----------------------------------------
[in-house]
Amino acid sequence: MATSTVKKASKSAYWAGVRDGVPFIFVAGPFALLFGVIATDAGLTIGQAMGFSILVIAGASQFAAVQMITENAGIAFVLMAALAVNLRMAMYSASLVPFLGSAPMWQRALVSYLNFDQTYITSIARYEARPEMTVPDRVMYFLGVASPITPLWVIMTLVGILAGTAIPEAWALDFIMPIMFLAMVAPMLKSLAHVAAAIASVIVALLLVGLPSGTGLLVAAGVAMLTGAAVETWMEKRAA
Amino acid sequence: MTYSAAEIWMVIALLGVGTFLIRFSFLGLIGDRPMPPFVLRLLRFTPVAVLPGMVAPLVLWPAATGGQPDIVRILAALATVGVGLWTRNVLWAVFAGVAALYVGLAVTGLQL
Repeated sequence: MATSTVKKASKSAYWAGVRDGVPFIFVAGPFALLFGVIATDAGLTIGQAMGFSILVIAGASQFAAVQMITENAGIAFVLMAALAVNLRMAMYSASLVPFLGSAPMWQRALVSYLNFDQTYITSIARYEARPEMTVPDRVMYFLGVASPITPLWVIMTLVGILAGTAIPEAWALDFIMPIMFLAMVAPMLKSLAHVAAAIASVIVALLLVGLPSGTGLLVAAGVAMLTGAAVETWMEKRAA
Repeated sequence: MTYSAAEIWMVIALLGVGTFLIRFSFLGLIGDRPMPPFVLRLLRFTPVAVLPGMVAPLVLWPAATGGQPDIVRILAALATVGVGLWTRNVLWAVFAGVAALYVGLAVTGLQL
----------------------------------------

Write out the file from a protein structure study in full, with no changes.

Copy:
[in-house]
Amino acid sequence: MATSTVKKASKSAYWAGVRDGVPFIFVAGPFALLFGVIATDAGLTIGQAMGFSILVIAGASQFAAVQMITENAGIAFVLMAALAVNLRMAMYSASLVPFLGSAPMWQRALVSYLNFDQTYITSIARYEARPEMTVPDRVMYFLGVASPITPLWVIMTLVGILAGTAIPEAWALDFIMPIMFLAMVAPMLKSLAHVAAAIASVIVALLLVGLPSGTGLLVAAGVAMLTGAAVETWMEKRAA
Amino acid sequence: MTYSAAEIWMVIALLGVGTFLIRFSFLGLIGDRPMPPFVLRLLRFTPVAVLPGMVAPLVLWPAATGGQPDIVRILAALATVGVGLWTRNVLWAVFAGVAALYVGLAVTGLQL
Repeated sequence: MATSTVKKASKSAYWAGVRDGVPFIFVAGPFALLFGVIATDAGLTIGQAMGFSILVIAGASQFAAVQMITENAGIAFVLMAALAVNLRMAMYSASLVPFLGSAPMWQRALVSYLNFDQTYITSIARYEARPEMTVPDRVMYFLGVASPITPLWVIMTLVGILAGTAIPEAWALDFIMPIMFLAMVAPMLKSLAHVAAAIASVIVALLLVGLPSGTGLLVAAGVAMLTGAAVETWMEKRAA
Repeated sequence: MTYSAAEIWMVIALLGVGTFLIRFSFLGLIGDRPMPPFVLRLLRFTPVAVLPGMVAPLVLWPAATGGQPDIVRILAALATVGVGLWTRNVLWAVFAGVAALYVGLAVTGLQL